#7 genehunter

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Posted 12 August 2009 - 09:38 AM

Although it is less defined than the approach of cloning into pBABE, it is possible. If you used a large ratio of the target vector (pCMVsport) vs the selection vector (pBABE), like 10 to 1, you have better odds. Plasmid integration is more or less a random event, if pBABE integrates, so should the pCMVsport. Unless your gene has negative effect on cell growth, it will stay.

You can select/verify target gene positive clonies from the stable clonies.

#8 cellcounter

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Posted 12 August 2009 - 11:28 AM

Although it is less defined than the approach of cloning into pBABE, it is possible. If you used a large ratio of the target vector (pCMVsport) vs the selection vector (pBABE), like 10 to 1, you have better odds. Plasmid integration is more or less a random event, if pBABE integrates, so should the pCMVsport. Unless your gene has negative effect on cell growth, it will stay.

You can select/verify target gene positive clonies from the stable clonies.

More than random, it is rare event. Two different plasmids getting integrated in the same cells is not a high possibility. The only way this method can help is that you at least select the cells which were transfection prone. Integration is a toss.

#9 genehunter

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Posted 13 August 2009 - 08:58 AM

As far as I know, generating stable colonies by cotransfecting a selection vector with a target plasmid is routinely practiced.

#10 chijing

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Posted 13 August 2009 - 09:52 PM

Not really, as the plasmid that doesn't have a selection marker on it (pCMVsport) should be lost and the pBABE kept. Though if the pBABE vector has an integration site in it, and the pCMV recombines, then it is possible.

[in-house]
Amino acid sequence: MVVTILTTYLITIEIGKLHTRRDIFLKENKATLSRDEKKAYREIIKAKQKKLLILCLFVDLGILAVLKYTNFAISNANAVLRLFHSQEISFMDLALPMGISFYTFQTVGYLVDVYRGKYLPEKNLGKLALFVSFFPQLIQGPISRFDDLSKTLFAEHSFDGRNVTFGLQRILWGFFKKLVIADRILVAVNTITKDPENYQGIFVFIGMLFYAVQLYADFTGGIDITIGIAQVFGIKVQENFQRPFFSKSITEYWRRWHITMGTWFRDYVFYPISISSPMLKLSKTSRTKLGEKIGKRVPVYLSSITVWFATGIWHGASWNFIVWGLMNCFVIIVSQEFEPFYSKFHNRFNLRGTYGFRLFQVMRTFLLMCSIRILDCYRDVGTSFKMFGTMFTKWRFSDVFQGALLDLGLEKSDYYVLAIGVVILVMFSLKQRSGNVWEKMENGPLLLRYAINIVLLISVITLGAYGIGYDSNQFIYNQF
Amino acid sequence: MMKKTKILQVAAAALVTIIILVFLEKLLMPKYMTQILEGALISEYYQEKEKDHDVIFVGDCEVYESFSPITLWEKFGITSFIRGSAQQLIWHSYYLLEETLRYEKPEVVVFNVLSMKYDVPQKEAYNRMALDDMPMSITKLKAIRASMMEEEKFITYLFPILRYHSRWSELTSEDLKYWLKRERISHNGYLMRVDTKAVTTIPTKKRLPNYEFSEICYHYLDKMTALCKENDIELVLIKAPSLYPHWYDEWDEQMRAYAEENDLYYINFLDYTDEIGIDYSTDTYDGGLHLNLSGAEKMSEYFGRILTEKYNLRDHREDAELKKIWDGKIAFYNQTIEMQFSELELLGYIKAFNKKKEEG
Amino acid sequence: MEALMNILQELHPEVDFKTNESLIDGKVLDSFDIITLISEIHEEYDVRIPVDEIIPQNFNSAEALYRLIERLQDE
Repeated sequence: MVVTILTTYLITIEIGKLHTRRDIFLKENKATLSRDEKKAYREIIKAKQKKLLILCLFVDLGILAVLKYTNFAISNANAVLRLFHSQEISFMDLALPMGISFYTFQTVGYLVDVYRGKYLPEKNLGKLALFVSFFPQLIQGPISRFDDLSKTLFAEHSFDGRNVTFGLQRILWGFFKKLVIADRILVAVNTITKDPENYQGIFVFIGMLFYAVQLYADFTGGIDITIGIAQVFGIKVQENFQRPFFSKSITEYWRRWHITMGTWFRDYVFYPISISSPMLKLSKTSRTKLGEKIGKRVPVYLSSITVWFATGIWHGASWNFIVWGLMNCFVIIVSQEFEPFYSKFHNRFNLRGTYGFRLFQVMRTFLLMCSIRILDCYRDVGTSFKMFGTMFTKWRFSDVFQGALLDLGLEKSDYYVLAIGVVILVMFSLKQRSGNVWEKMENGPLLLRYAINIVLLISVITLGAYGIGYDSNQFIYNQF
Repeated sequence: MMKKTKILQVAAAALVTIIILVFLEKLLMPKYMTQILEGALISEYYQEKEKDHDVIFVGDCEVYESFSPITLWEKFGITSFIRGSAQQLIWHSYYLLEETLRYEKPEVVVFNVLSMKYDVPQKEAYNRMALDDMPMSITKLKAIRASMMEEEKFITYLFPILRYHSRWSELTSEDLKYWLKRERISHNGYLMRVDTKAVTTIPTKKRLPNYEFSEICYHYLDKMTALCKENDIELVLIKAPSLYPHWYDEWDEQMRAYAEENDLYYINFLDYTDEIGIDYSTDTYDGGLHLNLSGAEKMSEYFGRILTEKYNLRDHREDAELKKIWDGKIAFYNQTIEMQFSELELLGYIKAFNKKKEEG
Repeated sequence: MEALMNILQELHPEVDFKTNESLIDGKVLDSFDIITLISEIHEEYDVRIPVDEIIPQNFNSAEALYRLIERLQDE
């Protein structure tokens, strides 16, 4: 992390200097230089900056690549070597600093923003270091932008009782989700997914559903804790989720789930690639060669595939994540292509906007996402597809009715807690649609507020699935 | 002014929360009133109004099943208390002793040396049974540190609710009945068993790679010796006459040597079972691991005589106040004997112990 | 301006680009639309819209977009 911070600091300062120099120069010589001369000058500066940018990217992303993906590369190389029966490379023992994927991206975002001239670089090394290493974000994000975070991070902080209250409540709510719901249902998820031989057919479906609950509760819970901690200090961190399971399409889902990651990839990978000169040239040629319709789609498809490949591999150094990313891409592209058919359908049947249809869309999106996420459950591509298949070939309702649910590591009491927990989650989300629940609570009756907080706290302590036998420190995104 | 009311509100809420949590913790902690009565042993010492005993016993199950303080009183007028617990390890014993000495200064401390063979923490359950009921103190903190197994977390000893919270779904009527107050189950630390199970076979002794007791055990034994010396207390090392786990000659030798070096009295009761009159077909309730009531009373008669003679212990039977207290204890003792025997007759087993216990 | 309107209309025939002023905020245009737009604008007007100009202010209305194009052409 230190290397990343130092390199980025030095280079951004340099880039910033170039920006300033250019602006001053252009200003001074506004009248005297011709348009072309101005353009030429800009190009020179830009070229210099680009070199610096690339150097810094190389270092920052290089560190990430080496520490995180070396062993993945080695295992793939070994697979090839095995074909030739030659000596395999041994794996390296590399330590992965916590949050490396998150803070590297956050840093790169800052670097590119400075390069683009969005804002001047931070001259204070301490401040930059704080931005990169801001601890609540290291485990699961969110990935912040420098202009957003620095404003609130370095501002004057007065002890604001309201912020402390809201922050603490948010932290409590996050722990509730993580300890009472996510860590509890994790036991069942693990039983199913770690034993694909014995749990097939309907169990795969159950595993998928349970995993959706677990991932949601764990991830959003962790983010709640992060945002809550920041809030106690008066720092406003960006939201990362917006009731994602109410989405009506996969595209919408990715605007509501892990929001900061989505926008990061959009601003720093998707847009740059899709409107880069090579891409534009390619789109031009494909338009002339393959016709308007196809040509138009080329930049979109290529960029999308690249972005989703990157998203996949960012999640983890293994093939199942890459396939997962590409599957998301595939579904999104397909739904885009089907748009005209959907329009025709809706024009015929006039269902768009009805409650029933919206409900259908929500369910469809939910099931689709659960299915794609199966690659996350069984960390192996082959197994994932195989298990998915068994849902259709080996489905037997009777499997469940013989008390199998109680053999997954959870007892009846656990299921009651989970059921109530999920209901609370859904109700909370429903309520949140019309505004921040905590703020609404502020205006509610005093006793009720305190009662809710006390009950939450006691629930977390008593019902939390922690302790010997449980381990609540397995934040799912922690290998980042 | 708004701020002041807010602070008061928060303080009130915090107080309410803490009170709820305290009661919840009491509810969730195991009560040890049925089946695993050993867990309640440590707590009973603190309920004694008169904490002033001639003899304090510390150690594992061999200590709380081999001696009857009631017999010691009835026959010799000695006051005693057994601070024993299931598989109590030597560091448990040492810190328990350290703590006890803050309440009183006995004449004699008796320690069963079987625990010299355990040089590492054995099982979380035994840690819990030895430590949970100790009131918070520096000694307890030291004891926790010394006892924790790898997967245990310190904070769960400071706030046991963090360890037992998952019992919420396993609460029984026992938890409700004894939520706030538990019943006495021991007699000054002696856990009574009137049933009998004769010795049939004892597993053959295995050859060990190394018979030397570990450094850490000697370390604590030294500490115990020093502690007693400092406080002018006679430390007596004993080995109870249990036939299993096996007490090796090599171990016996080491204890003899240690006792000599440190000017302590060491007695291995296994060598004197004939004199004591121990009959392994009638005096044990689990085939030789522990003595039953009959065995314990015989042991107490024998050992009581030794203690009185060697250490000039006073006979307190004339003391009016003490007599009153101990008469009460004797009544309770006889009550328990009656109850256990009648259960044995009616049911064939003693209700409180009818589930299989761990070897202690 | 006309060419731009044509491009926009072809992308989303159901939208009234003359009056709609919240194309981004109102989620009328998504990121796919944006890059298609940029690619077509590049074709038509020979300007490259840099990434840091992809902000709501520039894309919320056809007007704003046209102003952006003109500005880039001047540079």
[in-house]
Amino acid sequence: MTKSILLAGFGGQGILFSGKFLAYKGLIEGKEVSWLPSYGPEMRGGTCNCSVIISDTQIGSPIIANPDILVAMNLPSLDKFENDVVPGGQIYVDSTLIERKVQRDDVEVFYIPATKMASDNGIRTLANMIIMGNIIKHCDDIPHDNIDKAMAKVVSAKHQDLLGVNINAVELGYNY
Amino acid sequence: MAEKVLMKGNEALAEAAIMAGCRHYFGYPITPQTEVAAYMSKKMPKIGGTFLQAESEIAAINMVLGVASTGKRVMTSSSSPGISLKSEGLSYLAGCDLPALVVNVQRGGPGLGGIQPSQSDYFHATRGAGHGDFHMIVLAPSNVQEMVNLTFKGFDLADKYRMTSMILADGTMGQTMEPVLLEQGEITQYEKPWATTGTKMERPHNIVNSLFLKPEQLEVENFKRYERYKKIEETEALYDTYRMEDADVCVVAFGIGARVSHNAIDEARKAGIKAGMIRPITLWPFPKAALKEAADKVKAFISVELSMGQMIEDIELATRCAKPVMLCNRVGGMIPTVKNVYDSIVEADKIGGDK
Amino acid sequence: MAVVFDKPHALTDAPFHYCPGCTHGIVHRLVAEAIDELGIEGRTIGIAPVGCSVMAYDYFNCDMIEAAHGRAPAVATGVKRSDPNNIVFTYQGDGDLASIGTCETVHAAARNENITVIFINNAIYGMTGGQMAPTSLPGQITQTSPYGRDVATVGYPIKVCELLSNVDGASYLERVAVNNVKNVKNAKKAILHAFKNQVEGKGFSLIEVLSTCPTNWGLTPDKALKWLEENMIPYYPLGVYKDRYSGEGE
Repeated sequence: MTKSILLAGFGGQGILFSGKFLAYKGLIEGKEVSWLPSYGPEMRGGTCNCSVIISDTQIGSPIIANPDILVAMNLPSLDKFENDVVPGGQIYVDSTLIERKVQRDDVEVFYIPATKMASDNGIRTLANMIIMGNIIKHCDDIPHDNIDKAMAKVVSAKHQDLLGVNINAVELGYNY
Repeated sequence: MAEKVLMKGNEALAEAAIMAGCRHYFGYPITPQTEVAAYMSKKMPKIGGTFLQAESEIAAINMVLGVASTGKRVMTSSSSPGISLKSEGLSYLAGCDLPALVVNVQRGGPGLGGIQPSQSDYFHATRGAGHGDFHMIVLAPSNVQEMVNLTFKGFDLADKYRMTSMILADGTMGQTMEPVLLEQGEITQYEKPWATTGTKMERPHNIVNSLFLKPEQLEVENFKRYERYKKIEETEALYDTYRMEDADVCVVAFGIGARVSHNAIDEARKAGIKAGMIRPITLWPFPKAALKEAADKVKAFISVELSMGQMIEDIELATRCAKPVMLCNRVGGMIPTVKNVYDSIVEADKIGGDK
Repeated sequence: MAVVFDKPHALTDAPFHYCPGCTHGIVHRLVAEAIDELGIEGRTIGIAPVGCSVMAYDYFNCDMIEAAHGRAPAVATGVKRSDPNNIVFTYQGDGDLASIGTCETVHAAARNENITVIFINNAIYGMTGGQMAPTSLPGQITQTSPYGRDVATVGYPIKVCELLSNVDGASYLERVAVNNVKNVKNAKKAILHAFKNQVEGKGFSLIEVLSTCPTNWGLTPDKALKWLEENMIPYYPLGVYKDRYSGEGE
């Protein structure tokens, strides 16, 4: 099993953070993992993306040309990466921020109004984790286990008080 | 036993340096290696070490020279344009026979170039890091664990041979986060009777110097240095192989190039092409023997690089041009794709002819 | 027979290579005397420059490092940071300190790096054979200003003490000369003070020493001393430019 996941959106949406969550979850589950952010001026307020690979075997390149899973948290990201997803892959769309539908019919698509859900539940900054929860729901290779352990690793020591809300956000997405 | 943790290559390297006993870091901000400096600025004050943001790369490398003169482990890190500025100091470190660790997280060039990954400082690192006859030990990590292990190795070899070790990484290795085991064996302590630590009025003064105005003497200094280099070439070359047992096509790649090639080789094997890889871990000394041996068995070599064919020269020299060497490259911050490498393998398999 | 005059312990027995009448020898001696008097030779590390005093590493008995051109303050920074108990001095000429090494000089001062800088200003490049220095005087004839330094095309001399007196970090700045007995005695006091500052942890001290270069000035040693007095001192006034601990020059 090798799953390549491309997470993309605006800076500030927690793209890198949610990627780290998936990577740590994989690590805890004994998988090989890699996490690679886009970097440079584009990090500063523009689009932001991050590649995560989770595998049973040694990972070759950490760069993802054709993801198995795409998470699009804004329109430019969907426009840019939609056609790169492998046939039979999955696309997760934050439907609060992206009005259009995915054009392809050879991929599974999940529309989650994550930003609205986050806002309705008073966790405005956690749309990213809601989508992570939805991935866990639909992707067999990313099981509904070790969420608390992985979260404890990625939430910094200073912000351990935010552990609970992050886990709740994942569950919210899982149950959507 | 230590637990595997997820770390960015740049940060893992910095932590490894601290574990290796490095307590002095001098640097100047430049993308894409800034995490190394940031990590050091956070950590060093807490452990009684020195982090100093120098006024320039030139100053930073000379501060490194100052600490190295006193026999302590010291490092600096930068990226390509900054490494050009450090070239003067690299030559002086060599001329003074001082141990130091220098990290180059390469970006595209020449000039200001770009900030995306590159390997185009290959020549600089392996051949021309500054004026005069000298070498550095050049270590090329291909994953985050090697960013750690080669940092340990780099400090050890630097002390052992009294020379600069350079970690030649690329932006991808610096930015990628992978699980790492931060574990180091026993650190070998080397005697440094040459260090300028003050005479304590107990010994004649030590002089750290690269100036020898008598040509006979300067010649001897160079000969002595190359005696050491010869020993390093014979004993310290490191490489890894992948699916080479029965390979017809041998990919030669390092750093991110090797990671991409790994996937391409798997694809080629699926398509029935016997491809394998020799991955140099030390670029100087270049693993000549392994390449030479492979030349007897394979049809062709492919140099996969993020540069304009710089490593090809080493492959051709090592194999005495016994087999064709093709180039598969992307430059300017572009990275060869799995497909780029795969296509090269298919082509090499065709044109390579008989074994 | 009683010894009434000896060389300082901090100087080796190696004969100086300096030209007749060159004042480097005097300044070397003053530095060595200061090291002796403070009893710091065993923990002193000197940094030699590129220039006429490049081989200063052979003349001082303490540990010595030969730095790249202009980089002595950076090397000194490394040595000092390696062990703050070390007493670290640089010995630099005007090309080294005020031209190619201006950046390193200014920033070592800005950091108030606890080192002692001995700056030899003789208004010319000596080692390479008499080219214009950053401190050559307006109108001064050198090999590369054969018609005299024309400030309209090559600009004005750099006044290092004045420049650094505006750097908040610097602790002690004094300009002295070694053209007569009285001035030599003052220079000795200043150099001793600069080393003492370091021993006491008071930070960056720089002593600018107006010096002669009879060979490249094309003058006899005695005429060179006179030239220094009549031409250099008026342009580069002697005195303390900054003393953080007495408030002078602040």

I agree with bob1. The co-transfectant would allow you to select which cells have been transfected with your primary plasmid, but that does not guarantee or allow you to select the cells which have integration of primary plasmid. So, chances are very rare that you will get a stably transfected cell line this way. You need to clone the Hygro cassette in pCMVsport.


How can i clone the hygro cassette into the pCMVsport backbone??

#11 chijing

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Posted 13 August 2009 - 10:05 PM

Although it is less defined than the approach of cloning into pBABE, it is possible. If you used a large ratio of the target vector (pCMVsport) vs the selection vector (pBABE), like 10 to 1, you have better odds. Plasmid integration is more or less a random event, if pBABE integrates, so should the pCMVsport. Unless your gene has negative effect on cell growth, it will stay.

You can select/verify target gene positive clonies from the stable clonies.



Usually i use 30ug of plasmid DNA for transfection but in a 1:1 ratio (15ug from each pBabe and pCMV).
Is this the problem why i'm not getting cells overexpressing the target protein?

#12 genehunter

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Posted 16 August 2009 - 08:51 AM

Usually you will have different colonies that express at different levels. This is because they vary dramatically in chromosomal integration site and the copy number integrated. You need to do a limited dilution, get the colonies, and screen for individual colonie for protein expression levels.